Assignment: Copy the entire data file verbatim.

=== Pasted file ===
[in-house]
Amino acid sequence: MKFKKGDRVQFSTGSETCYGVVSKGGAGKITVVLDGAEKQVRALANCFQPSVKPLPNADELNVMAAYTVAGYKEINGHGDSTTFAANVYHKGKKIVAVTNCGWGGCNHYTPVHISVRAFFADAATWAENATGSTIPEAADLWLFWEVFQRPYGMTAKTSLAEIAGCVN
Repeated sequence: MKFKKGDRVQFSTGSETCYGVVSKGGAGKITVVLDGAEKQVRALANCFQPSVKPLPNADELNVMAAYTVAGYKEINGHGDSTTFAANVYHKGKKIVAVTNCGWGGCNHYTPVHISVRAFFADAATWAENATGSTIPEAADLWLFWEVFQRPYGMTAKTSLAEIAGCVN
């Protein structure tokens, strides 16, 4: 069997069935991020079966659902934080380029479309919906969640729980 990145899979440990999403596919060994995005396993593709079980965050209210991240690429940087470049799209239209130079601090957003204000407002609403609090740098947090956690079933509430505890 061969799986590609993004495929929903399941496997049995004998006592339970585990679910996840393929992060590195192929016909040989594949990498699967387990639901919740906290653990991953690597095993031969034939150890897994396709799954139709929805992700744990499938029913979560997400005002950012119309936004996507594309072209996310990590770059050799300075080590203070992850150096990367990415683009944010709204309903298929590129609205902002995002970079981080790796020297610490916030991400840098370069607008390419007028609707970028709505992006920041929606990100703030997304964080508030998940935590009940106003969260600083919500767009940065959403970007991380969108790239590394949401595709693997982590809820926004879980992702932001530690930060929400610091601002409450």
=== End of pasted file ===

[in-house]
Amino acid sequence: MKFKKGDRVQFSTGSETCYGVVSKGGAGKITVVLDGAEKQVRALANCFQPSVKPLPNADELNVMAAYTVAGYKEINGHGDSTTFAANVYHKGKKIVAVTNCGWGGCNHYTPVHISVRAFFADAATWAENATGSTIPEAADLWLFWEVFQRPYGMTAKTSLAEIAGCVN
Repeated sequence: MKFKKGDRVQFSTGSETCYGVVSKGGAGKITVVLDGAEKQVRALANCFQPSVKPLPNADELNVMAAYTVAGYKEINGHGDSTTFAANVYHKGKKIVAVTNCGWGGCNHYTPVHISVRAFFADAATWAENATGSTIPEAADLWLFWEVFQRPYGMTAKTSLAEIAGCVN
């Protein structure tokens, strides 16, 4: 069997069935991020079966659902934080380029479309919906969640729980 990145899979440990999403596919060994995005396993593709079980965050209210991240690429940087470049799209239209130079601090957003204000407002609403609090740098947090956690079933509430505890 061969799986590609993004495929929903399941496997049995004998006592339970585990679910996840393929992060590195192929016909040989594949990498699967387990639901919740906290653990991953690597095993031969034939150890897994396709799954139709929805992700744990499938029913979560997400005002950012119309936004996507594309072209996310990590770059050799300075080590203070992850150096990367990415683009944010709204309903298929590129609205902002995002970079981080790796020297610490916030991400840098370069607008390419007028609707970028709505992006920041929606990100703030997304964080508030998940935590009940106003969260600083919500767009940065959403970007991380969108790239590394949401595709693997982590809820926004879980992702932001530690930060929400610091601002409450």